The locally based Somerset players have been kept pretty busy since they returned to training at the start of November.
This is mainly down to Head of Strength & Condition Darren (Daz) Veness, as he explains: “Since we came back at the start of November there has been a heavy bias towards conditioning, which is usual for this time of year, so the rationale hasn’t changed much.
“However, we’ve completed higher volumes of work than we have before this side of Christmas, and looking into the New Year we will certainly be ramping up the volumes further. This is based on the data we collected last year from the GPS units given to us on loan from the ECB. They’re the same units people may have seen stitched into the shirts of the rugby players recently. We used them for Jamie and Craig Overton plus Lewis Gregory as the ECB wanted specific data on them, but I had extra units that I could use with anyone, meaning I had a chance to collect information on quite a few of the boys over the course of the summer.
“The obvious thing was that the seamers are covering a significant amount of ground in all formats, up to almost 20km in a day at times, and although much of that is low level movement such as walking or light jogging, we still need to ensure that the boys are trained for whatever the day may require of them, plus more. It was interesting to see how much the batters did, and also how much activity the boys in the slips and inner ring did.”
Daz went on: “This led us to doing some extra speed work in the warm ups for some of the boys who may not be reaching high speeds for much of the time, leaving them a risk of hamstring issues if we didn’t expose them to enough. Whilst this may seem obvious for the lads like Jim or Tres who do it regularly, bringing Lewis or Craig in like we occasionally did last year meant we needed to bump up things occasionally. Those units allowed us to predict that and plan ahead.”
“I have also been working with the boys on their running mechanics. If we can get them just a little bit more efficient it could pay a lot of dividends, so there has been quite a focus on that.”
“The rest of the work has been done in the gym where we are running a slightly different system to the one we had before, mainly because we have got a new piece of kit. It’s called a Gym Aware and it measures the velocity of the bar during training, which is very useful, as cricket is predominantly an explosive sport. This means that now, by only asking the players to train at a certain velocity, rather than at a certain load, we can offset potential fatigue. This will be crucial to next seasons training, as players still need to train but will rarely be doing it completely fresh.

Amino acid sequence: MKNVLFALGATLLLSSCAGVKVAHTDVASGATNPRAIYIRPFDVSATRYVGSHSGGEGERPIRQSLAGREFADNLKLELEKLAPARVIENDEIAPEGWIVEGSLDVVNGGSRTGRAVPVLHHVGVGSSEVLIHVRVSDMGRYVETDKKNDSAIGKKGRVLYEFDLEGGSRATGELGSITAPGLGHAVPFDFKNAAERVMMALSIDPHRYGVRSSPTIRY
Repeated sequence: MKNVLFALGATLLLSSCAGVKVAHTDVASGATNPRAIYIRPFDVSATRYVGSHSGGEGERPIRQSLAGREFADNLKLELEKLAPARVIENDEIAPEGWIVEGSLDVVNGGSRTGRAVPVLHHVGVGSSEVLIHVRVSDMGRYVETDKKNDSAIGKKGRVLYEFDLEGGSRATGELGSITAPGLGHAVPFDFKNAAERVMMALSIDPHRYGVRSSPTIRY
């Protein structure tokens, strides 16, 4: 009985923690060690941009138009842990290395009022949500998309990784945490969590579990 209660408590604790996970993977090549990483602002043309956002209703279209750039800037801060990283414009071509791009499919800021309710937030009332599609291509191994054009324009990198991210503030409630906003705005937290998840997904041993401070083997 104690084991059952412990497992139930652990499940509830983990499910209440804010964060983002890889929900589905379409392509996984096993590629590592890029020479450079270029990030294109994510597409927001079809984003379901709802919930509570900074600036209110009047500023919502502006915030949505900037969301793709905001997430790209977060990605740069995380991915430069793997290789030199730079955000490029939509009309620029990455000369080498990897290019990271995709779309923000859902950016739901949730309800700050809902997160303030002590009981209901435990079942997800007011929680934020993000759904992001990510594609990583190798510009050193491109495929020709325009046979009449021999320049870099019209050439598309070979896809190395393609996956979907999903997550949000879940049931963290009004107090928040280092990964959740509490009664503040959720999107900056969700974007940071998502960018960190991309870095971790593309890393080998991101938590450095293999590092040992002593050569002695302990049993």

“During the summer we log the sessions that get completed, such as their explosive sessions, like Olympic lifting, the general strength sessions, and their conditioning work. We clocked up about 1,200 sessions last season which in a squad our size is fair amount. It shows the intention of all the players to be as robust as possible and as resilient to injury as possible, meaning Matt has the option to pick a more consistent squad game after game, whilst also planning recovery and player rotations. That regular consistency can often pay dividends. This is always fantastic for me to see, and this year the boys completed even more sessions than they did last year.”
Daz continued: “The boys all want to work hard and they all enjoy it. Of course you have to create the right environment, which is what we set out to do a long time ago, so the boys want to be better. If you can get players to understand why they are doing what they are doing, and offer the cricketing context for why, then they can see how important it is and how it fits into a match situation.”
One more new addition that Daz has at his disposal this winter is the extra space and facilities that have replaced the hydro pool area.
“We had some problems with the pool that were going to be expensive to repair,” he said. “So we looked at whether or not that was the best use of the space we had and decided that it wasn’t. We took out everything and strengthened the floor with six inches of ‘bridge strength’ concrete and with the help of our old friends at Sportesse, who are based near Glastonbury, we put down some bespoke flooring so the whole area can be used as an Olympic lifting platform and then moved all the heavy lifting stuff down there.
“We have recreated ‘The Pit’ which used to be outside near the back of Millichamp and Hall, so now it really is a pit and place where you are stepping down into to do some heavy work. This means that with Jamie Thorpe’s physio rooms and low level rehab area at the opposite end, and the lighter weights and machinery plus the conditioning equipment in the middle, we have a better flow to the space that we have got available to us!”